The wisdom of the crowd

Because we’re all in this together…

In situations like this it's easy to lose sight of the bigger picture and become so super focused on the day-to-day challenges that we miss the opportunities.

We asked respondents to take a step back and give their advice to industry peers. What we got back was life affirming, and certainly filled us with hope.

Whether your studio is still going full pace, or you're kept awake worrying about where new work will come from, the message from those we spoke with is clear - remain positive, use your resources wisely and be open to the inevitable opportunities that will arise from this situation.

This is a time to optimise how you work as an individual architect and as a member of your team. For studio owners, there’s a consensus that now’s the time to take a hard look at where you can make your business more efficient.

This situation has forced us to pull together an understanding of what we do as a studio, what we’ve done, where we’re going and where we want to go. It’s forced us to scrutinise our own viability. As a result, I’ve pulled in consultants and built brilliant connections in places that essentially weren’t there before.

Stefan Shaw
Stefan Shaw, Stefan Shaw Studio

We’re going through a full rebranding through this time. We want to come out of this with a new positioning and a new website. We are completely relaunching and being much more explanatory about what the culture of our business is. We’ve used this time to do a full assessment of who we are and what is the essence of the business messaging.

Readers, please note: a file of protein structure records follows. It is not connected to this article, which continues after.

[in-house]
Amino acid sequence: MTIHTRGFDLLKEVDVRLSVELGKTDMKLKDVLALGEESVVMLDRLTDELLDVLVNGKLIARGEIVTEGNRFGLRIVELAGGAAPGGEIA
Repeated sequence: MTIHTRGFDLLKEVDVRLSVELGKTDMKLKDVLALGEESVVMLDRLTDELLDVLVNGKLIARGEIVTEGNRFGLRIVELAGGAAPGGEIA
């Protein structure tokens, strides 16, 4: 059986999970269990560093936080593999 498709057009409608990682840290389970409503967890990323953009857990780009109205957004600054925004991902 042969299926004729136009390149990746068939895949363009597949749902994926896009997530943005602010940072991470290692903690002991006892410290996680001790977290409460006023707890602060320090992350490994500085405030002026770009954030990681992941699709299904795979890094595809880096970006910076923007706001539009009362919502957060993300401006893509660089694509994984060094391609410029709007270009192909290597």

Jo Cowen,
Jo Cowen Architects

Another interesting perspective was that architects should be prepared for the very real potential of 3 or 4 months worth of projects all kicking off at the same time when construction resumes. This release of pent up demand will lead to supply constraints as the best contractors get booked up. The most future-positive architects are still putting out tenders and lining up contractors for their projects.

At Weaver we provide access to a marketplace of peer-approved builders on a platform that automates the tender workflow. This provides us a unique insight into the health of the industry.

We saw an inevitable drop in orders but things are picking up again and we’ve done a record amount of software demos over the past couple of weeks. We’re taking this as a definite sign that architects are expecting an increase in workload, and that what the Weaver team are calling The Surge is something that ourselves and architects need to prepare for.

If you are going to be quieter, utilise everything you can to survive and prepare to get back into the market. Make sure by the time we’re all working normally again, whenever that will be, you’re actually ready to hit it hard and get out there with positivity.

Jo Cowen,
Jo Cowen Architects

Architects are problem solvers by trade and by nature, and therefore should be better than most at adapting to a new normal. As one survey respondent put it: “Approach this new challenge like you would any other design challenge”.

To conclude this report we’ve collected together the words of wisdom we collected in the survey from your fellow architects to entertain and hopefully to nourish the soul.